A purple heart is awarded to a U.S. Army soldier from Eastern Kentucky.
Pikeville native Trent Gray was seriously injured earlier this week in an insurgent attack in Iraq 30 miles north of Baghdad. His wife says it changed her feelings about the war.
It was broad daylight in Tarmiyah, Iraq when an American guarded outpost was attacked by insurgents. A suicide bomber then drove into the building, causing an explosion. Two U.S. Army men died, 17 were injured. 45 minutes later, a phone call came to Kentucky. It was one of the survivors, E-3 Trent Gray calling to tell his wife Rayshell in Pikeville what had happened.
"He has a broke nose, broke shoulder, broke ribs, there's no skin on his elbow and his ear, its like a chunk was blown out of it and a chunk out of his side," Rayshell said.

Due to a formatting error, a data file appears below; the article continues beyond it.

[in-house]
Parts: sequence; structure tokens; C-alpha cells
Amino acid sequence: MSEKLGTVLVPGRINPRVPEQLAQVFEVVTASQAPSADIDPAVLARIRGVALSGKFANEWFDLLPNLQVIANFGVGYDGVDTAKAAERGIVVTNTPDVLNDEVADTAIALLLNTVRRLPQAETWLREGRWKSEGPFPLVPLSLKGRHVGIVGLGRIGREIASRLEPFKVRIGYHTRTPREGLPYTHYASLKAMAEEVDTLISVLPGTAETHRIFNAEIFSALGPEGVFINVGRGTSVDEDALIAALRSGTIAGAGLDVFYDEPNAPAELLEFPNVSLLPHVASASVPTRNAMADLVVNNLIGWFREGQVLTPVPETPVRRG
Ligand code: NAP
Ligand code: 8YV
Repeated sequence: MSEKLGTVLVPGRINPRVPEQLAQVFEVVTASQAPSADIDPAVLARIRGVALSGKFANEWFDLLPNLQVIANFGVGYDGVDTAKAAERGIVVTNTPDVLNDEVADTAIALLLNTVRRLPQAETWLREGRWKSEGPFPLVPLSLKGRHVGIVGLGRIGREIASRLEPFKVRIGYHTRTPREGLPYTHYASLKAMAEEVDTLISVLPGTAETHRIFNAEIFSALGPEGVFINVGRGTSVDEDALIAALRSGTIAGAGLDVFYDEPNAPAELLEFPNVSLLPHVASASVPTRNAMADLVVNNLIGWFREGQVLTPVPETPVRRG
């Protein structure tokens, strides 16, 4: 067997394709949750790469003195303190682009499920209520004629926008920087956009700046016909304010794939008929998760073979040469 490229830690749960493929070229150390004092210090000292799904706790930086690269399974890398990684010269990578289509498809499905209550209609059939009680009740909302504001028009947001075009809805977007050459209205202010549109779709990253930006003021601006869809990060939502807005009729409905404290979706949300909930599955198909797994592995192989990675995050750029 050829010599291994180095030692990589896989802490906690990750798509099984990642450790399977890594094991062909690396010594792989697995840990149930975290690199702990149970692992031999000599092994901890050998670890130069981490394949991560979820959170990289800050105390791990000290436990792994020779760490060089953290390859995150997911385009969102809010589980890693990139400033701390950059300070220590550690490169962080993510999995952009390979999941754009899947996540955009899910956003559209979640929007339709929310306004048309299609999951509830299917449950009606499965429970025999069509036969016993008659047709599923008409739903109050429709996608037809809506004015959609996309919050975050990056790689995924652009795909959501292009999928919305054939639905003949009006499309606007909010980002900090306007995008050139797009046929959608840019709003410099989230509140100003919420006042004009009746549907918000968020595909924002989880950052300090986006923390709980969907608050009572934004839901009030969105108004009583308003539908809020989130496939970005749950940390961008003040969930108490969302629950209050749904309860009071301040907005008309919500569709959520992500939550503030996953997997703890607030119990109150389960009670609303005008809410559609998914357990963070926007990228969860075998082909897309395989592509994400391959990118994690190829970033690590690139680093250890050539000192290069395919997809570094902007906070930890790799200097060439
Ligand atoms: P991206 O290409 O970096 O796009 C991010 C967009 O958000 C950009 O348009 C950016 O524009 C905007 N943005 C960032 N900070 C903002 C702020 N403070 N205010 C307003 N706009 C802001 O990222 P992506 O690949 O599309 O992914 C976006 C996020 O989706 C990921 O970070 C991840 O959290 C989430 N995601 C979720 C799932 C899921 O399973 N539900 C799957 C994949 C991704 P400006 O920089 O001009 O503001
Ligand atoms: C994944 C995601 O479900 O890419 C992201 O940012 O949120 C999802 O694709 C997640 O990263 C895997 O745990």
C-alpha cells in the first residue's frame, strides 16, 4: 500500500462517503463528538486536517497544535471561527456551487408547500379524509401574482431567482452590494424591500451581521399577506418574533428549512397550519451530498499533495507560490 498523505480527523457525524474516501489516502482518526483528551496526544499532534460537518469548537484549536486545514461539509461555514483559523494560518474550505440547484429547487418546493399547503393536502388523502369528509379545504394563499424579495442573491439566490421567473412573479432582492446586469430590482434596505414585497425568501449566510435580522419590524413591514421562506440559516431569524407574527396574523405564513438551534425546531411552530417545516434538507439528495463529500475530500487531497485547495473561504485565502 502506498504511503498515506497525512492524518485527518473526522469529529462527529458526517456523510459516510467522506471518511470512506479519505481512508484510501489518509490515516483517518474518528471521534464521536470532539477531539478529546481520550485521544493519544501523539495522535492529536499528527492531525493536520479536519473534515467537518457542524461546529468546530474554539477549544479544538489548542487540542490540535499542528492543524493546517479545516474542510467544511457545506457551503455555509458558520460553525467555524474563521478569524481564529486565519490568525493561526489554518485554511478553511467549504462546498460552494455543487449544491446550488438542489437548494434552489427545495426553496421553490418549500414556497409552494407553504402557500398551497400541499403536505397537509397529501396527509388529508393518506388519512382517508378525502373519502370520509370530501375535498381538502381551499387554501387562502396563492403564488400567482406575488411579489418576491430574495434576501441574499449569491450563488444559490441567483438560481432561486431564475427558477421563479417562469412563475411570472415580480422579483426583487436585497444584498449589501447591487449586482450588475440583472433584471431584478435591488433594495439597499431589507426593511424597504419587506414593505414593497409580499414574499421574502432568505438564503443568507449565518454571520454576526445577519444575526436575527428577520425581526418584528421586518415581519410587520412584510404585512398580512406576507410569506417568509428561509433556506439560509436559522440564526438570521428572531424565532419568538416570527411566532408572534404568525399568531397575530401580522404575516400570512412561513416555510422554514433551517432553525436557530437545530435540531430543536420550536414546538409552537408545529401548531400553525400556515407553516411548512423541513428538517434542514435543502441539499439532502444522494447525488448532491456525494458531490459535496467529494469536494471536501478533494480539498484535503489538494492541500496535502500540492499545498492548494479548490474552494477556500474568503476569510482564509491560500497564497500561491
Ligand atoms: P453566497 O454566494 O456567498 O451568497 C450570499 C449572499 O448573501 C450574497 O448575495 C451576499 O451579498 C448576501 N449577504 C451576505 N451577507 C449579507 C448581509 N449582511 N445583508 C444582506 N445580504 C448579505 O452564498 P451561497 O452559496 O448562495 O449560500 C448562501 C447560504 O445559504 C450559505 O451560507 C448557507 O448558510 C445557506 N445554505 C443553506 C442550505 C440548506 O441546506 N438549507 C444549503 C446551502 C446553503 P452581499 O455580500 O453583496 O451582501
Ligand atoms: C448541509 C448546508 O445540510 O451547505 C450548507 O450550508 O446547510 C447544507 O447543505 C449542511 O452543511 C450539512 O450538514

Rayshell says the horrifying details have changed not only her view of the war, but her husbands as well.
"It makes you think about it a lot more, how dangerous it is. I just assumed it would never happen to Trent. He's afraid of going back. He just wants to come home," she said.
Trent was just home in January, but after the attack and finding out the Gray's are now one month pregnant, Rayshell wants him to come home. Instead after evaluations, he's back in Iraq preparing to go to go back the infantry.
"Your sons and daughters are performing magnificently," said Adj. Gen. Donald Storm with the Kentucky National Guard.
It's for military families like the Gray's, that Storm is rallying support for House Bill 520 to give military families a income tax break.
"It's the least we could do. A clean sweep across the board," Storm said.
Meanwhile Rayshell says she has to drive three hours away just to get a referral to get medical coverage for their unborn child as Trent recovers in Iraq with a purple heart.
Gray is not scheduled to come home until after October of this year.